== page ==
Another example of regional anesthesia is a peripheral nerve block, which may be given in the shoulder/arm, back, or leg regions.

If you're having hand surgery, your anesthesia provider may use a peripheral nerve block to numb your entire arm and hand, or the numbness may be mostly limited to your hand.

Local Anesthesia

This type of anesthesia is typically used to numb a small site for minor procedures, such as filling a cavity or for a skin biopsy.

During the administration of local anesthesia, a numbing medication is either applied to the skin as a cream or spray, or injected into the area where the procedure will be performed.

If the medication is injected, several small injections are sometimes used. A few minutes after this is complete, the area should be completely numb. If the area still has sensation, additional injections or applications may be given to ensure total numbness.

Monitored Anesthesia Care (MAC)

This is a type of sedation commonly referred to as "twilight sleep." It's usually used for outpatient procedures such as a colonoscopy or cataract surgery, and is administered through an IV to make you feel sleepy and relaxed.

While you may be heavily sedated, this type of anesthesia is different from general anesthesia because you are not chemically paralyzed, nor do you require assistance with breathing. Still, your vital signs are closely monitored to make sure you're stable throughout the procedure.

This type of anesthesia wears off in as little as 10 minutes. Depending on the medications used and the doses given, you may or may not remember the procedure.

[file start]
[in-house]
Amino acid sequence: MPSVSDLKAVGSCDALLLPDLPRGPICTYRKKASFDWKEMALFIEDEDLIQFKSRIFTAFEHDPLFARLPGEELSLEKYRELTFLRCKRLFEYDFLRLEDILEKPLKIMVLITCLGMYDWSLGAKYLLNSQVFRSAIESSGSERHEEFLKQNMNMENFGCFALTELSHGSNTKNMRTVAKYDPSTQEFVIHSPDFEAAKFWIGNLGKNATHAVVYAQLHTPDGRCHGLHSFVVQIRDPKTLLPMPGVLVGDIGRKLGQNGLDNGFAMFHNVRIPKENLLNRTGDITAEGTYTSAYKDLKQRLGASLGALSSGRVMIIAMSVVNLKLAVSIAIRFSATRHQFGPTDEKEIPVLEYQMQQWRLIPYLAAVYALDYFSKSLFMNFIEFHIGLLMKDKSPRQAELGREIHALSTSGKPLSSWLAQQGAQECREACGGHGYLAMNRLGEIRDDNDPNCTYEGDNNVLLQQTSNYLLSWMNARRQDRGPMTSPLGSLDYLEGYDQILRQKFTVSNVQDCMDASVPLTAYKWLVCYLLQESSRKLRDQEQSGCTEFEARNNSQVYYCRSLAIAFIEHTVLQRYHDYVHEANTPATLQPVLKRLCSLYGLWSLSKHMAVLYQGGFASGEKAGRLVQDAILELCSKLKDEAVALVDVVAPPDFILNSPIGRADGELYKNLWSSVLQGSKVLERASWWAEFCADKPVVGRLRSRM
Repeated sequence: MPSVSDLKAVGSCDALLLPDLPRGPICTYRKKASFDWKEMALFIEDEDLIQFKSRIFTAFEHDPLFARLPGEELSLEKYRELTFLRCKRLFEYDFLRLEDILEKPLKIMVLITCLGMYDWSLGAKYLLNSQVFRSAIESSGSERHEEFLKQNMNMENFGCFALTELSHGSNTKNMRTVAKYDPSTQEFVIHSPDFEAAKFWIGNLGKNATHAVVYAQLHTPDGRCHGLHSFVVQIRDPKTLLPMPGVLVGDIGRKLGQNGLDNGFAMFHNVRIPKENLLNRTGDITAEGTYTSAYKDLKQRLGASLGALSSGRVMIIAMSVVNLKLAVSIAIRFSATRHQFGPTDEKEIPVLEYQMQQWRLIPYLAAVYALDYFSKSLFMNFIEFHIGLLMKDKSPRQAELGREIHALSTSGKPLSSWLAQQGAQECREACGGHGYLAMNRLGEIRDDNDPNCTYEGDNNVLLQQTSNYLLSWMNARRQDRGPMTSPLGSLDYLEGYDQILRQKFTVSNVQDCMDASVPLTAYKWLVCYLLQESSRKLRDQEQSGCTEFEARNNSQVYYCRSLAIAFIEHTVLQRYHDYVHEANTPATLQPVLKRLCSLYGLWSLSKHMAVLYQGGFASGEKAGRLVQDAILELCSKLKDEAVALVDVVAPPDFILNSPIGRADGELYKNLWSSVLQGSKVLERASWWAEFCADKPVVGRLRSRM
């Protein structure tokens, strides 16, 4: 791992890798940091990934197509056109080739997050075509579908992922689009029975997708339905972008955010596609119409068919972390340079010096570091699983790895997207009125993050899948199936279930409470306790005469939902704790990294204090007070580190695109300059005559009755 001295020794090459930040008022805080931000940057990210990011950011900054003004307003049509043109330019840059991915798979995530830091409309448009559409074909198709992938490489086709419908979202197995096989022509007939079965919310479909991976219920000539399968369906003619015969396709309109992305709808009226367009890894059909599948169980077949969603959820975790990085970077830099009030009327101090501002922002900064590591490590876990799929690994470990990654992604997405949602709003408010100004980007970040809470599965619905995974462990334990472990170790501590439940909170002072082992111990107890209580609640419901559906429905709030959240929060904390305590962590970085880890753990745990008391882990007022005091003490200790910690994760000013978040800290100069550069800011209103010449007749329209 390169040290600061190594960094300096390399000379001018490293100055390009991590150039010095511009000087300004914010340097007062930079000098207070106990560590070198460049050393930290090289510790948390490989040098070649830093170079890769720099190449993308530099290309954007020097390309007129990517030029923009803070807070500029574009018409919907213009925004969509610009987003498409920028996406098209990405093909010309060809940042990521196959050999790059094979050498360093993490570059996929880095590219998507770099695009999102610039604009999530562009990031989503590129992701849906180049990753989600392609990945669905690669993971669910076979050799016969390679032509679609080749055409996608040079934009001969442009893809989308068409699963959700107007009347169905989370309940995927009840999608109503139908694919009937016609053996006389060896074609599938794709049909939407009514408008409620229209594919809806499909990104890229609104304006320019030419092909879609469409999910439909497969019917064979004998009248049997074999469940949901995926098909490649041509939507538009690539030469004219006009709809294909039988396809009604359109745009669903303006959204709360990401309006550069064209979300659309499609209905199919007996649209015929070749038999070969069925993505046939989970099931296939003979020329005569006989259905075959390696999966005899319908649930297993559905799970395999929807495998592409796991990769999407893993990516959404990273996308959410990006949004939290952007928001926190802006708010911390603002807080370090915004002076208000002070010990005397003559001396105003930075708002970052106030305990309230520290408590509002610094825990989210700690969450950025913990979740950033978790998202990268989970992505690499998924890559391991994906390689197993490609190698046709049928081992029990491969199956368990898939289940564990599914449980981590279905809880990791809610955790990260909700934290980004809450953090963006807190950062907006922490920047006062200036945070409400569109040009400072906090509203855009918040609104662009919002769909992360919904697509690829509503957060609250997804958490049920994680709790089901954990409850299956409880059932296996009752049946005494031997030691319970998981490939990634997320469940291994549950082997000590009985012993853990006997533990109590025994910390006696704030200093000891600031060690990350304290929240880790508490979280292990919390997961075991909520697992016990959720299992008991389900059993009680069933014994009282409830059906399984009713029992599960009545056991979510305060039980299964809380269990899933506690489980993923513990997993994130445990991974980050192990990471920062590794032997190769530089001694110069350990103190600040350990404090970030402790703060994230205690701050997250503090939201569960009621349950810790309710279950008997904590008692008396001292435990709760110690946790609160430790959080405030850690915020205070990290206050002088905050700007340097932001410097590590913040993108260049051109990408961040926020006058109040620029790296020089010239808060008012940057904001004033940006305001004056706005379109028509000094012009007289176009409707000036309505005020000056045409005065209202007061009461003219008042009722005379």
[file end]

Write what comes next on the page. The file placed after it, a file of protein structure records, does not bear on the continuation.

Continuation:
Just as no surgery is risk-free, no type of anesthesia is 100% safe either. However, generally speaking, risks increase as the level of anesthesia increases.

The main side effects of MAC are:

  • Nausea
  • Vomiting

Side effects of local anesthesia can include:

  • Soreness where the anesthetic was injected
  • Allergic reaction to the anesthetic

Regional anesthesia risks include:

  • Allergic reaction to the anesthesia used
  • Bleeding around the spinal column
  • Difficulty urinating
  • Drop in blood pressure
  • Infection in your spine
  • Nerve damage
  • Seizures
  • Severe headache

Some of these side effects, such as nerve damage and seizures, are rare, but always talk to your healthcare provider if you have concerns.

General anesthesia can also involve minor side effects like nausea, vomiting, confusion, and sore throat, as well as the following rare, but serious risks:

  • Malignant hyperthermia: This is a serious reaction that can occur during surgery, causing a quick fever, muscle contractions, and even death. If you've ever experienced this condition during surgery or have ever had heatstroke, you're at a higher risk, so it's very important to tell your healthcare provider. Having a family history of malignant hyperthermia puts a patient at an increased risk of developing this condition.
  • Breathing problems during or after surgery: Because the ability to protect one's airway is compromised during general anesthesia, there is a risk of aspiration pneumonitis, which is an inflammatory process that takes place in the lungs and can progress to infection when contents such as saliva or vomit enter the lungs.